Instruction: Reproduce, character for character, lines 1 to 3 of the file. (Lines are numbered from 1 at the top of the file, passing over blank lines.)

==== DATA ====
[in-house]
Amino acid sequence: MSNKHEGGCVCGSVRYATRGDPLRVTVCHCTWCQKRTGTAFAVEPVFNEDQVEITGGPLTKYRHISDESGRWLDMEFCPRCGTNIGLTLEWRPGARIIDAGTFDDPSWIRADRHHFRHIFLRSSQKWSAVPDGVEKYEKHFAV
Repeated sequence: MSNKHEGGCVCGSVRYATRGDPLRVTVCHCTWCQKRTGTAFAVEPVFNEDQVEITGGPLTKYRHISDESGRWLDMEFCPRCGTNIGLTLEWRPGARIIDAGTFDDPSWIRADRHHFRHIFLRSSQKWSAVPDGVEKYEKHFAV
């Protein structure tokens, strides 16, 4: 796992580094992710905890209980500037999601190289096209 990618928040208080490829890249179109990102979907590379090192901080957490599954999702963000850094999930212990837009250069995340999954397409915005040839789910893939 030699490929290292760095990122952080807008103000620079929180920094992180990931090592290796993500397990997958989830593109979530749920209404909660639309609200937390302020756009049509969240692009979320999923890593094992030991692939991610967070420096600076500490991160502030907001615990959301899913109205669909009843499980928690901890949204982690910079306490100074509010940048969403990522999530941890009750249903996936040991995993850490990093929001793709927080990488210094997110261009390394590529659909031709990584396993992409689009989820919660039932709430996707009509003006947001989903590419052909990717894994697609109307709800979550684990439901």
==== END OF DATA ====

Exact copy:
[in-house]
Amino acid sequence: MSNKHEGGCVCGSVRYATRGDPLRVTVCHCTWCQKRTGTAFAVEPVFNEDQVEITGGPLTKYRHISDESGRWLDMEFCPRCGTNIGLTLEWRPGARIIDAGTFDDPSWIRADRHHFRHIFLRSSQKWSAVPDGVEKYEKHFAV
Repeated sequence: MSNKHEGGCVCGSVRYATRGDPLRVTVCHCTWCQKRTGTAFAVEPVFNEDQVEITGGPLTKYRHISDESGRWLDMEFCPRCGTNIGLTLEWRPGARIIDAGTFDDPSWIRADRHHFRHIFLRSSQKWSAVPDGVEKYEKHFAV